Do you already have your estate documents? If so, how did you get them? If not, what are you going to do? Let me know in the comments!

       If you want to get out of debt, you need a plan. This post is the first in a series that will show you the quickest way to get out of debt and get on with your life. You’re already off to a good start by taking the initiative to find this article.

Step 1 – Declare War on Your Debt

       If you really want to get out of debt, you have to be committed all the way. It won’t be easy. It won’t be quick. And it probably won’t be much fun (until you pay it all off). To reach your goal of becoming debt free, you must promise yourself that you’re not going to give up until you’re finished.

       Give your debt an ultimatum. Declare war! Proclaim doom and destruction on your debt. Write it down if you need to. This might sound silly, but my point is that you can’t accomplish your goal if you go at it halfheartedly. You need to be enthusiastic about your choice to get out of debt if you want to last until the end.

       So that’s your first step. That’s all you need to do right now. Commit to getting out of debt. Declare war on your debt!

Stay Tuned!

       If you want to keep getting tips on how you can get out of debt and manage your personal finances well, make sure you sign up for free updates to Provident Planning! I’ll be continuing this series throughout the year while I also explore other aspects of dealing with your money.

       Let me know if you’re committed to getting out of debt by leaving a comment below!

How Compound Interest Works

Corey —  January 12, 2010 — Leave a comment

       To get a small fortune, you have two options:

  1. Start with a large fortune.
  2.  
    OR
     

  3. Use the power of compound interest (or returns).

       I don’t have any good tips on how to start life with a large fortune, but I can tell you about compounding and how it works.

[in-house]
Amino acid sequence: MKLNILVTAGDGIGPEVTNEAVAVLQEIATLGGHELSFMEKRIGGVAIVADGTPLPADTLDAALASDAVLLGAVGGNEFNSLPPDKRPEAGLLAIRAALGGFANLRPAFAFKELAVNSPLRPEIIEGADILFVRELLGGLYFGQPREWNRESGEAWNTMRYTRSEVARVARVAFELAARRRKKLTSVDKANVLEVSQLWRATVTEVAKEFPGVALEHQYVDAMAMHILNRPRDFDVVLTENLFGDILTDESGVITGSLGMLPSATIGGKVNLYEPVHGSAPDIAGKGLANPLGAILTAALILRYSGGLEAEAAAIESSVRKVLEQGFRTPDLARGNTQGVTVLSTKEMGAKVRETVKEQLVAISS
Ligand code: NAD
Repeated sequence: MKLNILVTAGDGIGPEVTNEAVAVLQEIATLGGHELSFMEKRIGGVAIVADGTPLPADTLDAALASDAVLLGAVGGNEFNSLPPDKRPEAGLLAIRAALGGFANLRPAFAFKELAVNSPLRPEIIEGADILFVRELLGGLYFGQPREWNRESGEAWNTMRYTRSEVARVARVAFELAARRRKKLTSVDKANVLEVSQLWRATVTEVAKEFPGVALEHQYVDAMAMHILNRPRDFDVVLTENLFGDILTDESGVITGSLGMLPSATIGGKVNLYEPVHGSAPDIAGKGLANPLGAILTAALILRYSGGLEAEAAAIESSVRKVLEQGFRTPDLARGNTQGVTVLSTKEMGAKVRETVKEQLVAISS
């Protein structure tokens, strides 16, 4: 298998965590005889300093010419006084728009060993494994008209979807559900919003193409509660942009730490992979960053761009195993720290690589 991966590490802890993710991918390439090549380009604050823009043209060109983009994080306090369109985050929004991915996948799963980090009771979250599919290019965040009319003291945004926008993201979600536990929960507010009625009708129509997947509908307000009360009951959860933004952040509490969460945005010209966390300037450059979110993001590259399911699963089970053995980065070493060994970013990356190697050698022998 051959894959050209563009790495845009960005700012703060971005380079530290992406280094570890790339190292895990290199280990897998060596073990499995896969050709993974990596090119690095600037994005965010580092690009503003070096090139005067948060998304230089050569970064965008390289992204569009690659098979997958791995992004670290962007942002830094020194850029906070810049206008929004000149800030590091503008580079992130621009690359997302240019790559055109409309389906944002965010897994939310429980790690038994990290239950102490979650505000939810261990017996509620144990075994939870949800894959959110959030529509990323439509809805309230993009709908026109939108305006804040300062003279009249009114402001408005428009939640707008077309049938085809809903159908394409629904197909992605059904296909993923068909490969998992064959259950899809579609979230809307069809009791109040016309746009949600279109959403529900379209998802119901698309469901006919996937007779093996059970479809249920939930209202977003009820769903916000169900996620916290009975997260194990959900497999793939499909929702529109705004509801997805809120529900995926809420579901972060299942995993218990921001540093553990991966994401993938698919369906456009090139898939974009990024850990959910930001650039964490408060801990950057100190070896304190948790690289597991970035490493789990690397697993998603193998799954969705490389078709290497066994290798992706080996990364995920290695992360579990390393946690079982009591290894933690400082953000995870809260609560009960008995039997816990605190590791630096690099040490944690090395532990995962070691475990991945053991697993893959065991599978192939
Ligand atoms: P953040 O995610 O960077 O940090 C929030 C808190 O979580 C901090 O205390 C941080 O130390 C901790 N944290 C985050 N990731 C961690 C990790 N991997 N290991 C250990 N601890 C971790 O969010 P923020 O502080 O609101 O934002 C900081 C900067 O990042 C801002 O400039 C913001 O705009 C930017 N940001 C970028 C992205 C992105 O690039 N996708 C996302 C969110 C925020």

Simple Interest

       First, you need to understand simple interest. Simple interest is just a flat interest rate paid only on your initial deposit year after year. Let’s say you’ve got a bond that pays you 8% simple interest. If you buy $100 worth of that bond, you’ll get $8 in interest for the first year. Then, because this is simple interest, you’re going to get $8 in interest every year after that until the bond is repaid (and you get your original $100 back). Here’s what it looks like on a chart:



       With simple interest, you’re only earning interest on your principal (or your deposit). You’ll get $8 every single year. You never earn interest on interest. At the end of 20 years, you’ll have your initial $100 plus $160 you earned from interest.

Compound Interest

       Compound interest lets you earn interest on your principal (what you start out with), but you also earn interest on interest you’ve already been paid. We’ll keep the same assumptions as before – you earn 8% interest and you start out with $100 – but this time we’ll be using compound interest.

       At the end of the first year, you’ll still only earn $8 in interest ($100 * 0.08). But at the end of the second year, you’ll earn a total of $8.64 in interest ($100 * 0.08 + $8 * 0.08). In the third year, you’ll earn $9.33 in interest ($100 * 0.08 + $8 * 0.08 + $8.64 * 0.08). This process keeps continuing and you keep earning more and more interest every year. Here’s what it looks like on a chart: